Yes, I know that at some of the departments the reporter tried to turn response #2 into a confrontation, but if the officer at the counter chose to take the bait, he/she was an idiot. And once the officers escalated #2 into a p!ssing contest (especially the cop who was ready to draw down on the reporter in the parking lot) they just made themselves appear to be total cretins.
     
  23. JohnBT

    JohnBT Member

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    "The address, date of birth and driver's license number of WFOR CBS-4 reporter Mike Kirsch was posted as a BOLO -- or ''be on the lookout'' -- on the website of the Broward County Police Benevolent Association."

    Aw, what's a little public intimidation by a group of public employees? Benevolent Association? BWAAHAHAHAHAHA.

    John
     
  24. Jeff White

    Jeff White Moderator Staff Member

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    Don't Tread On Me said;
    So you're saying that the police are not full citizens? That's a far cry from the usual comments that we are super citizens or above veryone else. Once again, I'd like to remind you that no police department participated in this. A police union put the reporters information on it's website. Police officers have as much right as anyone else to participate in a quarrel or dispute. They cannot do it in an official capacity, but off duty and through organization such as their union, they have as much right as anyone else.

    Again no police department nor any officer acting in his official capacity put that information on the union's website. People in the medical field have a duty to provide care to people who need it, the Hill Burton Act gives hospitals and medical professionals a legal obligation to provide care, yet no one is upset about the lists that they keep and their insurance companies keep of people who have filed malpractice claims in the past. This is no different.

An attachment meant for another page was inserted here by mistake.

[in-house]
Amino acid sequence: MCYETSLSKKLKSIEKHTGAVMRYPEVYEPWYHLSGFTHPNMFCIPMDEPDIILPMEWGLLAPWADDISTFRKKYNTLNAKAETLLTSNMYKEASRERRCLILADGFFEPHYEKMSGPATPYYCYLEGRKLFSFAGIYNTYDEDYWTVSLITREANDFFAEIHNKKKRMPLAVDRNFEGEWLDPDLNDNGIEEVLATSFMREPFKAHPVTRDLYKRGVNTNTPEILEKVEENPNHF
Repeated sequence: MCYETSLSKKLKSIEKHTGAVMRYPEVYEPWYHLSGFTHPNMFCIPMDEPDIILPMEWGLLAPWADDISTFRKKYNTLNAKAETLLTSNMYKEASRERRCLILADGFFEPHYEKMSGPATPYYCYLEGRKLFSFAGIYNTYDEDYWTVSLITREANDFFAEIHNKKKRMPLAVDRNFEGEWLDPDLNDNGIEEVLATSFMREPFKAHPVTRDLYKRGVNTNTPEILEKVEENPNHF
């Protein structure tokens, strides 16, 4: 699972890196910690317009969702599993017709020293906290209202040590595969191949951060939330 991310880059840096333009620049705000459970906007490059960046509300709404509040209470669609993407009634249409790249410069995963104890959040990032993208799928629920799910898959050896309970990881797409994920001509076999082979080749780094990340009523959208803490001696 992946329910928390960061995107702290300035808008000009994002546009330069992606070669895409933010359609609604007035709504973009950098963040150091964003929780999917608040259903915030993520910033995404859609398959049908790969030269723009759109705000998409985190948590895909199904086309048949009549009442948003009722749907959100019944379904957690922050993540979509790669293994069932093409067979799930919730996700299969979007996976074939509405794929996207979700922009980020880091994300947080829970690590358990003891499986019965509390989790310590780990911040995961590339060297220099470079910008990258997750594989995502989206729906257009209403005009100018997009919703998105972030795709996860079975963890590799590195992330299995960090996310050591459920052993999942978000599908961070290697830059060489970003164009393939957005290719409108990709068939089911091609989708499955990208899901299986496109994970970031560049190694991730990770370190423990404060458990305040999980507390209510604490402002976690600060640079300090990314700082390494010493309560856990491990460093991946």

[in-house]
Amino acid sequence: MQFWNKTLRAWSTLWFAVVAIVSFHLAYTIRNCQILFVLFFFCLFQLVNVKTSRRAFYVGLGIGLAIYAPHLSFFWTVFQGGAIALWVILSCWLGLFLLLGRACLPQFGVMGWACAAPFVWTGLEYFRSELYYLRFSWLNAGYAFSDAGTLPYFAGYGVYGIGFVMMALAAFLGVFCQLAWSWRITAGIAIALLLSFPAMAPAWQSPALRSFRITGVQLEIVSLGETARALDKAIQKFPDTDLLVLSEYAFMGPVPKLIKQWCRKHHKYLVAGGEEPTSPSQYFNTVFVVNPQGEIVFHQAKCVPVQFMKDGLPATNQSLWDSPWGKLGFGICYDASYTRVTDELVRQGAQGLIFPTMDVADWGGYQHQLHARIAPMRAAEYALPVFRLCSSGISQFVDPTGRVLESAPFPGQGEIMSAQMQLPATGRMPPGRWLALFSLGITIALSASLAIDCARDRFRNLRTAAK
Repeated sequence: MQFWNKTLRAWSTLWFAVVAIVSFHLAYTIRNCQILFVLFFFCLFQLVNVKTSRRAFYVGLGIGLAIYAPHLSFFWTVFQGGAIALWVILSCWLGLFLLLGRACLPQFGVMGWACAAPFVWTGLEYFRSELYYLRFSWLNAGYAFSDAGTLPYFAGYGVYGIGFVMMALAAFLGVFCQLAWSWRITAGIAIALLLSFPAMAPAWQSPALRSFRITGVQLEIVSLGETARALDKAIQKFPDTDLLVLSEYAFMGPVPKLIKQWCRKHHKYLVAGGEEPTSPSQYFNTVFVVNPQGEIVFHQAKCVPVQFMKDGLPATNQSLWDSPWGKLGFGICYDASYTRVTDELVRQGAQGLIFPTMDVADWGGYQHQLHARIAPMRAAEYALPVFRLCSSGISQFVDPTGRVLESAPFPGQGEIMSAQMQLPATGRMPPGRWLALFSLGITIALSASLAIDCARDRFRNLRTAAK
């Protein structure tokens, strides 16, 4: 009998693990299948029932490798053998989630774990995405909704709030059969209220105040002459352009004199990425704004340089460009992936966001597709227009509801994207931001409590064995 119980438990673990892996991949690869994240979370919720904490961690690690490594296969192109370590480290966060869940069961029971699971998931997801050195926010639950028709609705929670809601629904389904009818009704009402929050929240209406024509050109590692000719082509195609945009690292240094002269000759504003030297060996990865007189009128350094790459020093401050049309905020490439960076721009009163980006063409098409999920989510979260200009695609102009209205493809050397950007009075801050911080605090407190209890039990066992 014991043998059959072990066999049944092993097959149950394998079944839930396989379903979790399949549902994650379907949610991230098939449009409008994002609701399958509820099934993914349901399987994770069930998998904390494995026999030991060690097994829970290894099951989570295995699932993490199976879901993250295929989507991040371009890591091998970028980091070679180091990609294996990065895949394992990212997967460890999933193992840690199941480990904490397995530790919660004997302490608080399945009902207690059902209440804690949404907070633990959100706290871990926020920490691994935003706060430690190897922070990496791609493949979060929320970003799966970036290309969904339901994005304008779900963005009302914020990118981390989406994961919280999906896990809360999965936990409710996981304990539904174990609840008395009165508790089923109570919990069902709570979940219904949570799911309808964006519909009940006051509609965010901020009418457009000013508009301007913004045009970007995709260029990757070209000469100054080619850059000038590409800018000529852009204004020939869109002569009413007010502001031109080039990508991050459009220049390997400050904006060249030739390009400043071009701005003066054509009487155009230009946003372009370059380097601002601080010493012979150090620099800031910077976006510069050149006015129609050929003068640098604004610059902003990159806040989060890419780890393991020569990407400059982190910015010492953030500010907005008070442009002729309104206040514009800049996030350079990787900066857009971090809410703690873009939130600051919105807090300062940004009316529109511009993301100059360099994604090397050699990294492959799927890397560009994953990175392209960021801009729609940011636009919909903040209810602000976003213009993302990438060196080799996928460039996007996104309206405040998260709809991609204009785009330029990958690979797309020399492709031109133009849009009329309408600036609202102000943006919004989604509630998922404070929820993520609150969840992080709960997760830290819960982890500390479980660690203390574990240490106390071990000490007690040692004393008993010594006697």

No we don't have to sit and take it. We have as much of a right to protect ourselves as people in any other profession. Again, this would be wrong if it was done in an offical capacity, but it wasn't. It was done by a union.

    Hawkmoon said;
    Retired Army, full time police officer...

    You must have missed this from my earlier post:

    You are quite right, it's illegal to use the computer system for anything but official business. It also is impossible to use it anonymously. If it was used to obtain the reporter's DL numer, then there was a violation. But since it's impossible to use the system anonymously, and everyone knows that, and since this was sure to be controversial, I'm betting the information was obtained from the Florida DMV or whatever they call it or through an online information broker.

    So what you're saying is that police officers have no rights? Would you support legislation requiring medical professionals and insurance companies from keeping records of people who file malpractice claims? What about bars and package stores keeping lists of false IDs? Your grocery/convenience store posting a list of people not to accept checks from? Theaters and entertainment venues keeping lists of people who have been banned for disruptive conduct?

    The PBA doing this is the same as any of those other professions taking measures to protect themselves. All they are saying is that if you have contact with this guy, be aware he is a news reporter and he has a history of trying to provoke a confrontation in order to make the police look bad. It's no different then the owner of a store posting a list next to the cash register saying; "Don't take checks from these people, they have a history of writing bad ones."

    No one's rights are being violated.

    Jeff
     
  25. JohnBT

    JohnBT Member

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    I don't think posting someone's address on the web is something to be proud of, especially when you've got a beef with them.

    I don't think it's right when someone does it to a police officer and I don't think it's right when they do it to someone.

    John